I'd say that 100 socialists marching down the street in the afternoon is certainly more effective than some rich douche who just posts stuff online from the luxury of some condo's living room. And with a larger percentage of people under the age of 30 preferring socialism over capitalism now, I'd say that socialists are the ones on the up-and-up. As young people, we realize that capitalism doesn't work. Capitalism causes homelessness, unsustainable amounts of student loan debt, environmental destruction, and a global race to the bottom. Capitalism is nothing more than an economy that runs on crisis. And so yes, I think that socialists are absolutely relevant - moreso than most of the right-wing commentators on this site.

Posted by HeartTenderloin on Apr. 22, 2013 @ 2:48 pm

Expropriate their property? Sounds more like the National Socialists.

Posted by Guest on Apr. 21, 2013 @ 10:19 pm

where the owner happens to spend time elsewhere?

Even North Korea, Iran, Libya or Cuba doesn't do that. WTF?

Posted by Guest on Apr. 22, 2013 @ 3:16 am

of the Constitution and then she can go around seizing whatever properties she wants.

Maybe she should repeal the entire Constitution of the United states while she is at it?

Posted by anon on Apr. 22, 2013 @ 5:15 am

and larding it with a bunch of right-wing sock-puppet bullshit.

Posted by lillipublicans on Apr. 22, 2013 @ 6:45 am

credibility and self-respect. And you have mostly achieved that all by yourself.

Posted by anon on Apr. 22, 2013 @ 7:03 am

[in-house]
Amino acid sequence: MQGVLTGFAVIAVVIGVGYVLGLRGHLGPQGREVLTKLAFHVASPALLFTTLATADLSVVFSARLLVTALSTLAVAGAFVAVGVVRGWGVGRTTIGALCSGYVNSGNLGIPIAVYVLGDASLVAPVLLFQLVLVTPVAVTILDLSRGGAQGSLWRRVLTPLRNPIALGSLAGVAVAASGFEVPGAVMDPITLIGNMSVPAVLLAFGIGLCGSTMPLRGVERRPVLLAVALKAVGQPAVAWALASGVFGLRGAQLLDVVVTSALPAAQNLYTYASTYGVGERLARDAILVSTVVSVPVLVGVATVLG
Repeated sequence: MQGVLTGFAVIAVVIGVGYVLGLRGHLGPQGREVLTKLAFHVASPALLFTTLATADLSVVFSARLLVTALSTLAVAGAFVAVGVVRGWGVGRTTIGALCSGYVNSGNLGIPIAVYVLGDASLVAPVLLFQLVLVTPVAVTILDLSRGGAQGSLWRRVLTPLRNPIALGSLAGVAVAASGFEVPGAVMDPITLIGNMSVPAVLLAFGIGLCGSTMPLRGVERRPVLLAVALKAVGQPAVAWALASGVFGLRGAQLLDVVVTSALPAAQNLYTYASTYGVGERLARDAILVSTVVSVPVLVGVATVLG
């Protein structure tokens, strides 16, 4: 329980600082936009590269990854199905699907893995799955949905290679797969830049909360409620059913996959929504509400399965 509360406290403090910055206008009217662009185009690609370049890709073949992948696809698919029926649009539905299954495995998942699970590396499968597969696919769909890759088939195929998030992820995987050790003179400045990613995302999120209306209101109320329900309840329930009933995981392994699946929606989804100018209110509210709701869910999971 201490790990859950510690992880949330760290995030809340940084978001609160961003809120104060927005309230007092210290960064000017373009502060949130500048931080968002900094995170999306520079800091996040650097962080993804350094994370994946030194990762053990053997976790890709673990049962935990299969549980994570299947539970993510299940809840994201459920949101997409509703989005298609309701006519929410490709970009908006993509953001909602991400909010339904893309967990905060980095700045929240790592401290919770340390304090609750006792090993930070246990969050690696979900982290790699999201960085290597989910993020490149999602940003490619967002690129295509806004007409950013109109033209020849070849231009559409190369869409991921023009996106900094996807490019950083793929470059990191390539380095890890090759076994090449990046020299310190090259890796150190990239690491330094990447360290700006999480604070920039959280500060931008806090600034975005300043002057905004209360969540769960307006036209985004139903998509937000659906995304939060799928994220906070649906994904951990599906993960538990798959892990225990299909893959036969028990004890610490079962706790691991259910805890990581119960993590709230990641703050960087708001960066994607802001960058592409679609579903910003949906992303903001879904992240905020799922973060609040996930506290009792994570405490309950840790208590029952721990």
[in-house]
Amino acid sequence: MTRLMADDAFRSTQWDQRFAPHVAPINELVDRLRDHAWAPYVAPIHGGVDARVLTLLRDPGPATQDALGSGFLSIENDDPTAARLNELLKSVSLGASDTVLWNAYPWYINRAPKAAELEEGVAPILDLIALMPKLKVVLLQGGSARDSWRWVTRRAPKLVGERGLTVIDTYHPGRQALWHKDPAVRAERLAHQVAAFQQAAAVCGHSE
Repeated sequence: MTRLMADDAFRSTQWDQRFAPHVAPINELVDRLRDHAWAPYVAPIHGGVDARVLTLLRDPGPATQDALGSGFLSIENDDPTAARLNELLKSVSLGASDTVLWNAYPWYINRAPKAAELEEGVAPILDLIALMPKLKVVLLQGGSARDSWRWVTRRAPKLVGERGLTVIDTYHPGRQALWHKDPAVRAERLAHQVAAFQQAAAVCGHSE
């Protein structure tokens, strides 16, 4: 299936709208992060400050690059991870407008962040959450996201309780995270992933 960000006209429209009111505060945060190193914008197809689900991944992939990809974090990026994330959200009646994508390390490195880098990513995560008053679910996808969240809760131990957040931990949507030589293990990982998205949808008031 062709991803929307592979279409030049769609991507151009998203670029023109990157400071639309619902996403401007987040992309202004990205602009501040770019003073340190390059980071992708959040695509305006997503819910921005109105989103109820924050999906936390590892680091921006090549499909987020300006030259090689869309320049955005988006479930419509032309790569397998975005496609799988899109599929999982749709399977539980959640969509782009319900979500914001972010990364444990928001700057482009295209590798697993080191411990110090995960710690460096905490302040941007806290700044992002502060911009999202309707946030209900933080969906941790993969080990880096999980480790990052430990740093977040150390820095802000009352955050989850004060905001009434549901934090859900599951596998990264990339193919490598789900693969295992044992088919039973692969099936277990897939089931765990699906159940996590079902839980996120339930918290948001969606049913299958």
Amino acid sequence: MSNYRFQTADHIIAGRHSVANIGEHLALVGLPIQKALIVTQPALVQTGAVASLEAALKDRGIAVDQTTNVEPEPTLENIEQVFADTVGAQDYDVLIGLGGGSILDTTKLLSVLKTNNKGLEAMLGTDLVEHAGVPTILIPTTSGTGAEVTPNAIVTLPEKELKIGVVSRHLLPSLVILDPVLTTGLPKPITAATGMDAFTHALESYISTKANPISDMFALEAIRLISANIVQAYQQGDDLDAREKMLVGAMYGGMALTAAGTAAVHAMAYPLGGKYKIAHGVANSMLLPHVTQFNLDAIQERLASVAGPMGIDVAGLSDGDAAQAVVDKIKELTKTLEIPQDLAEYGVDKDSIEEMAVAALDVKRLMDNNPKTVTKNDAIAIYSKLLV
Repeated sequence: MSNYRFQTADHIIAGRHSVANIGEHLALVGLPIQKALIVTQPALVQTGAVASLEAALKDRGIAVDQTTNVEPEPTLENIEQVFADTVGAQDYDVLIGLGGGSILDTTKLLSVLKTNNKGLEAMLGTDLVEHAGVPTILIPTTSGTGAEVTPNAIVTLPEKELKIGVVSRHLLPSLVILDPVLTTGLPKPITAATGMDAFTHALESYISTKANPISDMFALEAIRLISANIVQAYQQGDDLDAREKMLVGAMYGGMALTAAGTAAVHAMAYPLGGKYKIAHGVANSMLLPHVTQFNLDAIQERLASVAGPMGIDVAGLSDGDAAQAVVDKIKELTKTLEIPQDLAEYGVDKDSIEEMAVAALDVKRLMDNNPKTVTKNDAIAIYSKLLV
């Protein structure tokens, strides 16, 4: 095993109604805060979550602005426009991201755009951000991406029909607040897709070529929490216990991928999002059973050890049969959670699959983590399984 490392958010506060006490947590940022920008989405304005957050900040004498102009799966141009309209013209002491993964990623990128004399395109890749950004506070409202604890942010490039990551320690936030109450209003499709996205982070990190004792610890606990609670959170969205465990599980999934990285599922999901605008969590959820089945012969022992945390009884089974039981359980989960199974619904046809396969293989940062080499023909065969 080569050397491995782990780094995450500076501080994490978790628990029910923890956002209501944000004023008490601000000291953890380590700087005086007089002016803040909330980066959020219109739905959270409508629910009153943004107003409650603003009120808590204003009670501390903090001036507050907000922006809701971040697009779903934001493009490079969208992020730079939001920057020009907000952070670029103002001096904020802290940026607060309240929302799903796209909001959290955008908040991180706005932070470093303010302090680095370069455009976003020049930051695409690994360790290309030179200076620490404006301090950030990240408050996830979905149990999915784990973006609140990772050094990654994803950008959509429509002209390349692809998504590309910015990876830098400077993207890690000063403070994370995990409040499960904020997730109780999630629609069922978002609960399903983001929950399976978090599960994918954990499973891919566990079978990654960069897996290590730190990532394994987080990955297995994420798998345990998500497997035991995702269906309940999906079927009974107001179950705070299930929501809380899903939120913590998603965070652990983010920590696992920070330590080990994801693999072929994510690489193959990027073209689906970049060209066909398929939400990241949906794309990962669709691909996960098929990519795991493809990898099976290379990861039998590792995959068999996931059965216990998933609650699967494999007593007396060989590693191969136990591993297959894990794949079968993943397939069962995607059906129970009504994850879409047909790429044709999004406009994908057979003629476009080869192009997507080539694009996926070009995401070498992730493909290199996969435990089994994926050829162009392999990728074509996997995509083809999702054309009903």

Fuckface, if someone paid you more money to say the opposite, you'd do so with a shit eating grin.

Posted by marcos on Apr. 22, 2013 @ 7:58 am
Posted by anon on Apr. 22, 2013 @ 9:33 am

Fuckface is you, fuckface.

Posted by marcos on Apr. 22, 2013 @ 10:18 am

Don't feed the trolls.

Posted by glenparkdaddy on Apr. 22, 2013 @ 10:44 pm

But has anyone else noticed no one responds to his - other than "the trolls?" It's like each article is a lonely cry out in the wilderness, returned by no one but the echo of his own voice.

Posted by Lucretia Snapples on Apr. 21, 2013 @ 4:05 pm

I may not always agree with him, but he's thoughtful and his arguments are almost always sensible. I think that's precisely why you trolls go for the juglar when it comes to Tim. You know this, and you also realize that a good number of progressives turn to this paper to read what Tim has to say, whether they agree with him or not. Of course, you want to make it look like that's not the case. But this is disproved by the way viciously you attack him when he's making any kind of sense. It's pretty obvious that you feel threatened. Tim must be doing something right.

Posted by Lyra on Apr. 22, 2013 @ 11:20 am

then clearly Tim's doing something right.

Posted by Lucretia Snapples on Apr. 22, 2013 @ 12:49 pm

mindless, kneejerk sixties oh-so-dated world view.

He asks for it and, I suspect, enjoys it. Anyway, he is just passing time until he gets his payoff.

Posted by Guest on Apr. 23, 2013 @ 10:13 pm

"The housing market in San Francisco is so unusual that demand is essentially infinite; you can't build your way out of this."

"Homeowners should see their property appreciate at a reasonable level, but not at a speculative level."

You know these are contradictory statements, right Tim? The first is actually bunk, no demand is infinite. And the first contradicts the second.